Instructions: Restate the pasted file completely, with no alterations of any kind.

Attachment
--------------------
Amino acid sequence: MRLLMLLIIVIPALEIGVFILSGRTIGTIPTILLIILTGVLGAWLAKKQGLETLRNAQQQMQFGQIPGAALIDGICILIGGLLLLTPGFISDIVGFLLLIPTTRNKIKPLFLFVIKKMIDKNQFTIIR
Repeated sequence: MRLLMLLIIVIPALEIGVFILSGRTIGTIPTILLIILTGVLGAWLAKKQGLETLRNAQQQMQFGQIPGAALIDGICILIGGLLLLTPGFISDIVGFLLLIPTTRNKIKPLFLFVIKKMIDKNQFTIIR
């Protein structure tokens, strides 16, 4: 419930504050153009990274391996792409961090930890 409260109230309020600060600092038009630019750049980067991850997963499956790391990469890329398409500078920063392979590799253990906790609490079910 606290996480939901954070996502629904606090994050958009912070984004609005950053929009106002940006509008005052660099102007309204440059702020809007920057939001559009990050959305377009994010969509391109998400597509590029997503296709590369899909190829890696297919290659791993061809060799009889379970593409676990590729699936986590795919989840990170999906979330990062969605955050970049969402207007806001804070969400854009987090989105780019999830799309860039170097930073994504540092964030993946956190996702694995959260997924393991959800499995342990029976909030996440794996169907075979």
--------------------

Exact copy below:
Amino acid sequence: MRLLMLLIIVIPALEIGVFILSGRTIGTIPTILLIILTGVLGAWLAKKQGLETLRNAQQQMQFGQIPGAALIDGICILIGGLLLLTPGFISDIVGFLLLIPTTRNKIKPLFLFVIKKMIDKNQFTIIR
Repeated sequence: MRLLMLLIIVIPALEIGVFILSGRTIGTIPTILLIILTGVLGAWLAKKQGLETLRNAQQQMQFGQIPGAALIDGICILIGGLLLLTPGFISDIVGFLLLIPTTRNKIKPLFLFVIKKMIDKNQFTIIR
């Protein structure tokens, strides 16, 4: 419930504050153009990274391996792409961090930890 409260109230309020600060600092038009630019750049980067991850997963499956790391990469890329398409500078920063392979590799253990906790609490079910 606290996480939901954070996502629904606090994050958009912070984004609005950053929009106002940006509008005052660099102007309204440059702020809007920057939001559009990050959305377009994010969509391109998400597509590029997503296709590369899909190829890696297919290659791993061809060799009889379970593409676990590729699936986590795919989840990170999906979330990062969605955050970049969402207007806001804070969400854009987090989105780019999830799309860039170097930073994504540092964030993946956190996702694995959260997924393991959800499995342990029976909030996440794996169907075979």